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Behind bars | Let them have biscuits

Whether it’s the royal wedding or the Olympics, large public events should be no blank cheque to locking people up in the name of preventing trouble, says Jeannie Mackie

30 July 2012

Preparation for the Olympics hotted up with the handing down of judgment in R (Hicks and Ors) [2012] EWHC 1947 (Admin) which concerned claims of unlawful arrests and searches in the run up to the Royal Wedding in April last year. As the paint dried on the Zhil lanes, as a plague of bunting burst out, and as the athletic Brits stocked up on beer and buns for heavy duty telly training so the way was cleared for pre-emptive arrests and detention for anti-Games protesters.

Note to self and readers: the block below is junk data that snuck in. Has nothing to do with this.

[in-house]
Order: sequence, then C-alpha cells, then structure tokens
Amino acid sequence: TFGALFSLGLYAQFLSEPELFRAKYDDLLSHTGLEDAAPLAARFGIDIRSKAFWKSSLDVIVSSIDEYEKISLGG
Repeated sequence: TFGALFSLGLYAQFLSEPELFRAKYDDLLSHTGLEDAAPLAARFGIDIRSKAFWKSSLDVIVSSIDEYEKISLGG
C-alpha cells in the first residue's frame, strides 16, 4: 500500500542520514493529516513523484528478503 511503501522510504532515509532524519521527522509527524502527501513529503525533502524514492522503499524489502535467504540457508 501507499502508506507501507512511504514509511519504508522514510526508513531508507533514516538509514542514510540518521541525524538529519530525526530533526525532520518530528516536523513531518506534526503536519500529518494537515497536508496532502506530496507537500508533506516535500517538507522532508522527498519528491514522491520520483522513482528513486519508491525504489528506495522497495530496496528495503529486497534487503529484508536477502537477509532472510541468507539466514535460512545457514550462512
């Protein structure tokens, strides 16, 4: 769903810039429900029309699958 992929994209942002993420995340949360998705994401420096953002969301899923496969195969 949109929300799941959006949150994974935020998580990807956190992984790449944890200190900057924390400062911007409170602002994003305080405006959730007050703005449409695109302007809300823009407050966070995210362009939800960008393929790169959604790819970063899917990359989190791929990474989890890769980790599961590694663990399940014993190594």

Hicks was a judicial review brought by four separate groups of claimants, all of whom had been somewhat interfered with either before or on the day of the Royal Wedding. The Hicks group were 15 people who had been arrested for breach of the peace separately in central London on 29 April – the over arching issues in that claim was whether the police operated an unlawful policy of equating intention to protest with intention to cause unlawful disruption...

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